Continuing our reading of Robert Greenleaf’s classic work, from a followership perspective…
We come to my final reflection on Greenleaf’s writing, with one more post in this series to consider the Afterword (by Peter Senge) and present my own summation. Chapter 11 is entitled “An Inward Journey,” and Chapter 12 is the brief “Postscript.”
Chapter 11 features an extended reflection on the Robert Frost poem “Directive”; I’ll simply highlight the most personally poignant theme: growth.
Greenleaf reflects, “simply by living in the contemporary world and making our peace with it as it is, we may be involved in a way that blocks our growth” (p.330).
There are two realities here, both of which hinder growth. The first is complacency, “making our peace with [the world] as it is.” Likely as not, this acceptance is usually in light of how our own selves (personality, abilities, dreams, etc.) mesh with the realities of our larger context. We realize it’s not a perfect fit, but we come to terms with what we can expect and how we can engage here. This is what it is. Life. The hand we’ve been dealt. Us in our circumstances.
Despite the less-than-perfect alignment between ourselves and the world, such a perspective doesn’t prompt us to either change ourselves (to accord better with our environment) nor to change the environment (to make it better than what it is). It is just acknowledgement; for me, it is usually resignation…which is really just giving myself permission not to act, not to expend energy on the pursuit of change. And so, “we may be involved in a way that blocks our growth.”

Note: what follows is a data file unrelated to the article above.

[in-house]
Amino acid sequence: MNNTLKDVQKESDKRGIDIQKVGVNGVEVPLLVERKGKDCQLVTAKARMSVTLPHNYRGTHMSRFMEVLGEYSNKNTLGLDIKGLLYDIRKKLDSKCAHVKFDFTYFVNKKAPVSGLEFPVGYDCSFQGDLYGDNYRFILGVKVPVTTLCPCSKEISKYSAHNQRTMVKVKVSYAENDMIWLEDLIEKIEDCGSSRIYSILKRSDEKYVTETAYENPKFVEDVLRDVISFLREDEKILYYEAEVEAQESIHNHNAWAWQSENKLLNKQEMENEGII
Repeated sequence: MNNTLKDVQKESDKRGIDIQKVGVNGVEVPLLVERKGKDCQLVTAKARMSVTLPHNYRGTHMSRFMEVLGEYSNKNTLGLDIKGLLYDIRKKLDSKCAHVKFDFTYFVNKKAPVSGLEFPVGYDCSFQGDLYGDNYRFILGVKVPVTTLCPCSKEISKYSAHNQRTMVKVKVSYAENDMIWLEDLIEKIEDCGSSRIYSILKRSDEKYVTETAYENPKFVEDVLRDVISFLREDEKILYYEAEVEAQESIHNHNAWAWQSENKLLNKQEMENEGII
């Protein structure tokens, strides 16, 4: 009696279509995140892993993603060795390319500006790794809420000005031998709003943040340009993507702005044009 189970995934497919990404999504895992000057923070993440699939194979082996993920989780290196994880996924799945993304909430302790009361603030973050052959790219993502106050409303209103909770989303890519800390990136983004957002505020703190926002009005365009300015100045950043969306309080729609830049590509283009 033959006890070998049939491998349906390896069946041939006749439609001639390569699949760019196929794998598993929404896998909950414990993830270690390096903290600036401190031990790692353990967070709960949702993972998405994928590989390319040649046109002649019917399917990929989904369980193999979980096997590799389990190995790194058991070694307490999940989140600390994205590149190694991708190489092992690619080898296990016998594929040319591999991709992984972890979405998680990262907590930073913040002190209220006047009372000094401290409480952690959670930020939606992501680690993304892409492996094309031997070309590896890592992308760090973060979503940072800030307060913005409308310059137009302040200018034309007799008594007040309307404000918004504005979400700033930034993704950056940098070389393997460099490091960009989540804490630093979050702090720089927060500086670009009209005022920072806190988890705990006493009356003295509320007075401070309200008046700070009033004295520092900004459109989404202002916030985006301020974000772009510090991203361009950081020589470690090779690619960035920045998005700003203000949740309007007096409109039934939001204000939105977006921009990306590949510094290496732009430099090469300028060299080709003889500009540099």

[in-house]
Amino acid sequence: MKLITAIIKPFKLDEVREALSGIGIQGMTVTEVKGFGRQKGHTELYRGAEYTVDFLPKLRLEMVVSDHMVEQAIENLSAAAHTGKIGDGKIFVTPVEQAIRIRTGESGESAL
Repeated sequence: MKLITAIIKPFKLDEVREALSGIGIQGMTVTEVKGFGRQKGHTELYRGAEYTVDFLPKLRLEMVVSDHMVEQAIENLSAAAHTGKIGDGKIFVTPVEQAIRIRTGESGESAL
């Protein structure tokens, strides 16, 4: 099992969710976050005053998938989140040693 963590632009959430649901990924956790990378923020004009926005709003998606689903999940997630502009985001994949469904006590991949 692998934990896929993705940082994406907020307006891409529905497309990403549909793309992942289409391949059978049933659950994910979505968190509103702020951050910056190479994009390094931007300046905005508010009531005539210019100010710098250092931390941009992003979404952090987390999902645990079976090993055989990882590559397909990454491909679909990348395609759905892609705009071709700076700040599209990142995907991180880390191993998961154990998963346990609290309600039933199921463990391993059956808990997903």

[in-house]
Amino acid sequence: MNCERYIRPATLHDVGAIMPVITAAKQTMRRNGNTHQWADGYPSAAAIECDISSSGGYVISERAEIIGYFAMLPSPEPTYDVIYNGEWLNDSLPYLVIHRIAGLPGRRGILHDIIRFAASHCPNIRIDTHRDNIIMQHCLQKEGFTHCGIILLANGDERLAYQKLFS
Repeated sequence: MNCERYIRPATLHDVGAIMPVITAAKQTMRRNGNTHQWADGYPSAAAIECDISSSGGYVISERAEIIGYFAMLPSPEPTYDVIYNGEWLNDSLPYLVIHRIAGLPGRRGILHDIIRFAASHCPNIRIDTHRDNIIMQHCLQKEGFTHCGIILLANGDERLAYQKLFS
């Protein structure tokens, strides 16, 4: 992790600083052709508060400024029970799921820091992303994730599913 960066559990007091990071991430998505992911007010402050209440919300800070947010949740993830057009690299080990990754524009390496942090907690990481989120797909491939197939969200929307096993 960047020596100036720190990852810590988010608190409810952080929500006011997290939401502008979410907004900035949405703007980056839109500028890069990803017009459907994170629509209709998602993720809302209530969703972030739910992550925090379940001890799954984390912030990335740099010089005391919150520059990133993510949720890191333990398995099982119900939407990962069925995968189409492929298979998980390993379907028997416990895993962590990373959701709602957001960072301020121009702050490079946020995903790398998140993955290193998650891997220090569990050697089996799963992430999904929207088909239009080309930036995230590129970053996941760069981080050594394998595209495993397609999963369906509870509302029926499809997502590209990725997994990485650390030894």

The second reality is that the nature of the world itself does not necessarily facilitate growth, at least not towards our most positive and healthy versions of ourselves. “Survival of the fittest” may indeed prompt change—adapting to the provisions (and expectations) of your surroundings—but that change doesn’t necessarily lead to your movement in the direction of being more servant-oriented, or, as Greenleaf has several times said, becoming “healthier, stronger, more autonomous”—which doesn’t mean becoming more independent or self-sufficient, but rather more counter-cultural and free within an environment that does not naturally promote the virtue of service.
How do we instead positively pursue growth? Greenleaf advises, “You must be lost enough before you can find yourself. The test, maybe, is: If you can’t find yourself, you’re not lost enough” (p.334; emphasis original).
There is a sense that the impetus toward positive growth requires a certain context of desperation. Necessity is the mother of re-invention. Changing yourself comes from a sense of profound awareness about the true nature of reality and our current place and our likely trajectory, with a sense of urgency to make necessary changes now rather than waiting (hoping?) for the environment to change instead and then happening to be in better alignment with it and thus experiencing a more fulfilling engagement with our lives. (I’m currently in the midst of this awakening myself.)